The Court later referred that case to a Special Master, who in turn, prepared recommendations for how the Court should proceed. The recommendations were silent on the Navajo Nation. The Navajo Nation then wrote to the Attorney General, requesting the United States to object the recommendations. Decision at *14. “The Navajo say they never received a response.” Id. Throughout that case, the Nation continued its attempts to advocate on its own behalf. These attempts were either opposed by the United States and/or denied by the Court. Id. When the Supreme Court finally issued its decree for the case in 1964, the Nation’s rights went undetermined. Id. The decree has been modified several times since 1964, but “has never been modified to address the Navajo.” Id.

The Justices do not deny that the 1868 Treaty reserves water rights for the Navajo Nation under the Winters doctrine, but their decision does little to adjudicate the Nation’s water. The Nation continues its other efforts to secure water rights; “Navajo Nation President Buu Nygren said the tribe established a water rights negotiation team earlier this year and is ‘working very hard to settle [their] water rights in Arizona.’” Crysal Owens, Navajo Will Continue to Seek Water Rights Despite Ruling, Law360 (June 23, 2023; 4:35PM ET),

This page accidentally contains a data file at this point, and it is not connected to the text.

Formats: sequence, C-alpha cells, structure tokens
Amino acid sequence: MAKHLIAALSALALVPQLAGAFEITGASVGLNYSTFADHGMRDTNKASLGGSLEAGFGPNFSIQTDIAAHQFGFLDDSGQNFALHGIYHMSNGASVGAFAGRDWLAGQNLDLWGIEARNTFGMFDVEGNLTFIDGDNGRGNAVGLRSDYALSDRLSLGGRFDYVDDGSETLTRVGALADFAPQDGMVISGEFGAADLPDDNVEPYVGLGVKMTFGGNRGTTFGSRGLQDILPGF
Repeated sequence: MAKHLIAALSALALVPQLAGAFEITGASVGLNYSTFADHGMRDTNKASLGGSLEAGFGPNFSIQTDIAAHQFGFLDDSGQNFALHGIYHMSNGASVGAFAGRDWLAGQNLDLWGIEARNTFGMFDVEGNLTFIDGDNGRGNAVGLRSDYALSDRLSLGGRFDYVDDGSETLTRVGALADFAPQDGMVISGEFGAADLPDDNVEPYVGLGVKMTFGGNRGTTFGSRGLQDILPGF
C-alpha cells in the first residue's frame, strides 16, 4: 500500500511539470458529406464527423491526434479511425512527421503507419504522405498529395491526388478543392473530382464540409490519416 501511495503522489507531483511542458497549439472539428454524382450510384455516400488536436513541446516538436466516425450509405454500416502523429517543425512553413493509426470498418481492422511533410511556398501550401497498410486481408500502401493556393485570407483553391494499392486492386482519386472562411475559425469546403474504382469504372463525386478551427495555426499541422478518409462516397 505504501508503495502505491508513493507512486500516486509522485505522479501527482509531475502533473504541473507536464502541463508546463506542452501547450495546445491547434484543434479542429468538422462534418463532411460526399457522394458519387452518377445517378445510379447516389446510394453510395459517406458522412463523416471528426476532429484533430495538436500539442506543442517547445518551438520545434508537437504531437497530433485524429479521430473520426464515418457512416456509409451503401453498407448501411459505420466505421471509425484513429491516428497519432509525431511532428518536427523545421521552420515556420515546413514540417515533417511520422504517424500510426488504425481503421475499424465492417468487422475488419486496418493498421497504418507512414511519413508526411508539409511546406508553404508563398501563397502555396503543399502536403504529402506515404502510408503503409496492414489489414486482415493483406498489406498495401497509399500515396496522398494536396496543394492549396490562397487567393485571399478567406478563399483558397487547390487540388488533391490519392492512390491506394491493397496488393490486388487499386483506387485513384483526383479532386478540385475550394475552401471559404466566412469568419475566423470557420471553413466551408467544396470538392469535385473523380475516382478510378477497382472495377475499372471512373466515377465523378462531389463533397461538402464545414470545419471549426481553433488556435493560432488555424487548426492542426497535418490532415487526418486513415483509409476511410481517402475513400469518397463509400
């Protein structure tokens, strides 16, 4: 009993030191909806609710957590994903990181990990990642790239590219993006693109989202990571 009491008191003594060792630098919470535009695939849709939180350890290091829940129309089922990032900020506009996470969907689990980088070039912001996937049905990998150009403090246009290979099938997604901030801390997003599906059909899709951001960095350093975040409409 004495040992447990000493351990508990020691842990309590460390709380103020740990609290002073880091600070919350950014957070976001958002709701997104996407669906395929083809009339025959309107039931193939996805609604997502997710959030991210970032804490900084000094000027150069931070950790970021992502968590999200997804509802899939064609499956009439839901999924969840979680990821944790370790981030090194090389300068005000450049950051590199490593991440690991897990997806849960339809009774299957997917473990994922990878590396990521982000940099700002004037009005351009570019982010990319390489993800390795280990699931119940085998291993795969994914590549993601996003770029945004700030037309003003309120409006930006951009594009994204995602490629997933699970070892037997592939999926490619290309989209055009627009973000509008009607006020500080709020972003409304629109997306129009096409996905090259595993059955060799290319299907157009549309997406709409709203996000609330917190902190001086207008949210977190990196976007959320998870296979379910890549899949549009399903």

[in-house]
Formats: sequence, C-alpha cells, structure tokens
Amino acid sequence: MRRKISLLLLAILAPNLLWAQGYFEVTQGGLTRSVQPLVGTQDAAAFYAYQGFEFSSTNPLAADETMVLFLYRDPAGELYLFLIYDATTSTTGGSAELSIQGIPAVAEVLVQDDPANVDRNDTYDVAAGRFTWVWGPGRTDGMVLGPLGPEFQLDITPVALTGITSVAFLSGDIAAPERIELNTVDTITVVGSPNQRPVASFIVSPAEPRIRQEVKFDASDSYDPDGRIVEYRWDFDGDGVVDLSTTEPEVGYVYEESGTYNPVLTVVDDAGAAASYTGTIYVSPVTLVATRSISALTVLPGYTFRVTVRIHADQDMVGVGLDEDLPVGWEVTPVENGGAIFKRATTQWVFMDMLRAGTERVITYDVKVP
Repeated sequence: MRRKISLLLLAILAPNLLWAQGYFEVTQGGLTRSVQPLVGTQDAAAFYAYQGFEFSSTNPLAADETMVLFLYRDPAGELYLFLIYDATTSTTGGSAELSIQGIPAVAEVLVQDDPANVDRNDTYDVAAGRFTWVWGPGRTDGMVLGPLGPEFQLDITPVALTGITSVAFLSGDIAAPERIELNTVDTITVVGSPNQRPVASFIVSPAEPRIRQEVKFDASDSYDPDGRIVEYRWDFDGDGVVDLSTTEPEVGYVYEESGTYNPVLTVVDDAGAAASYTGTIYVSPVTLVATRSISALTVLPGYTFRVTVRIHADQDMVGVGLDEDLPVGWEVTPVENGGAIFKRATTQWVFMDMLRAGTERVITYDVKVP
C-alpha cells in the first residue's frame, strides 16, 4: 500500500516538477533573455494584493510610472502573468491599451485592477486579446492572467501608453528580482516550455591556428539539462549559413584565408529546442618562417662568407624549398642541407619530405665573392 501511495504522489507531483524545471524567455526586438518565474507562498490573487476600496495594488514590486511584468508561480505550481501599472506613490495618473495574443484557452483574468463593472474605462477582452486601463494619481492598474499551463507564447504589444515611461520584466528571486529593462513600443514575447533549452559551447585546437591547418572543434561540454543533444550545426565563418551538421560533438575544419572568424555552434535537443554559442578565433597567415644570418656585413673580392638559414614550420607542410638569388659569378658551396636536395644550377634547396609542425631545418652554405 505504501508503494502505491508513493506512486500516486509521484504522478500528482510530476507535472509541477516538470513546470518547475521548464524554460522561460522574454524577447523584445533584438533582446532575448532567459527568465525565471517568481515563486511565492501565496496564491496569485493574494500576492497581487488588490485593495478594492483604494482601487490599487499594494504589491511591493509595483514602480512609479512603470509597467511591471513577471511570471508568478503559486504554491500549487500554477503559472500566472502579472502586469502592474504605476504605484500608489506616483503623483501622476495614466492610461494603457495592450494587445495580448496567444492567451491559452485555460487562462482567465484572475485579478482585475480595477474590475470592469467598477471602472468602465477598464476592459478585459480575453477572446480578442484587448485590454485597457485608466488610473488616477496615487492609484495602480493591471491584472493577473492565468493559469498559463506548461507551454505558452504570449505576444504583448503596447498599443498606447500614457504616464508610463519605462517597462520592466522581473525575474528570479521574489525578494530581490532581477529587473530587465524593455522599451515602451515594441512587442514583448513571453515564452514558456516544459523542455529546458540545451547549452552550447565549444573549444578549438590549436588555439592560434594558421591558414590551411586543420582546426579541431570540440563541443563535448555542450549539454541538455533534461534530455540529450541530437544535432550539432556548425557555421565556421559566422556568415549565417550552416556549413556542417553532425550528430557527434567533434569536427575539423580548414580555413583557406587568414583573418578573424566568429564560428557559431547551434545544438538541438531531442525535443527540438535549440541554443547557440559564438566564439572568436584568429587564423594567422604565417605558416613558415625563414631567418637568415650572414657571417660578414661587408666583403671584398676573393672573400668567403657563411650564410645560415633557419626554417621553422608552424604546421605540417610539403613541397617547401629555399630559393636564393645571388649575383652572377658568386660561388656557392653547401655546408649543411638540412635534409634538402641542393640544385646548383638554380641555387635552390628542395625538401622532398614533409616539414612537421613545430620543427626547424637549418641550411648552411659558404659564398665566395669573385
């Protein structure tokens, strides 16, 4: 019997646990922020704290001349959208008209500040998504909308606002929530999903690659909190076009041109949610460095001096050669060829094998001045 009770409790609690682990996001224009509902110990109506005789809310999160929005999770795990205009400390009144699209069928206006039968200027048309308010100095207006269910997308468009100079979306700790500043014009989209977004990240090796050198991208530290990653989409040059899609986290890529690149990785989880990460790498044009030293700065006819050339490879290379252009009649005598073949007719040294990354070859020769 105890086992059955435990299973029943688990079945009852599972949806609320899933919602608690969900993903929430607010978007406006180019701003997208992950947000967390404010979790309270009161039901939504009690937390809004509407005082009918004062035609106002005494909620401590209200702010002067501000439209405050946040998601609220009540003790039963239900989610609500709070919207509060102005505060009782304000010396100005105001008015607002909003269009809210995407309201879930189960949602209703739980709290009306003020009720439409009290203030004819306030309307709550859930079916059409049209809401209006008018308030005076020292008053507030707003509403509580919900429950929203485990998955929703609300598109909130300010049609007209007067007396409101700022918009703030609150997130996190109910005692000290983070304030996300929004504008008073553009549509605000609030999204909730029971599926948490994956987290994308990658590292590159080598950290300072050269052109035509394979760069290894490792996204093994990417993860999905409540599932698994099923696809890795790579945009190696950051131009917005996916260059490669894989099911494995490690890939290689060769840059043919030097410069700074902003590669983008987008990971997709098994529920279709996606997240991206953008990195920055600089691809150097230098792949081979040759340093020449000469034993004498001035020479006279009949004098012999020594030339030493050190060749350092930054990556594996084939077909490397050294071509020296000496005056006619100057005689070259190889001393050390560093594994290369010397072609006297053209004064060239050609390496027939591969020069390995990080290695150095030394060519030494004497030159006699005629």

In previous Winters rights adjudication, Courts quantified water rights by measuring a reservation’s practicably irrigable acreage (“PIA”)—the number of acres on a reservation that was “susceptible to sustained irrigation at reasonable costs”[1]—when the purpose of a Native American reservation is agricultural. See e.g., In re The General Adjudication of All Rights to Use Water in the Big Horn River System, 753 P.2d 76, 99, 101 (1988) (“Big Horn”). See also Arizona v. California, 373 U.S. at 600. To  determine the reservation’s purpose, courts analyzed the treaty establishing the reservation. Thus, in Big Horn, the Supreme Court of Wyoming analyzed the United States’ Treaty with the Eastern Band of Shoshone Indians and Bannack Tribe of Indians and determined that agriculture was the purpose of the Wind River Indian Reservation because several Treaty provisions encouraged agricultural pursuits. Big Horn, 753 P.2d at 95–98; see e.g., Treaty Between the United States of America and the Eastern Band Shoshoni and Bannock July 3, 1868, Art. VI (providing that tribal members who want to farm “have the privilege to select . . . a tract of land within the reservation . . . [and] may be occupied and held . . . so long as he or they may continue to cultivate it”).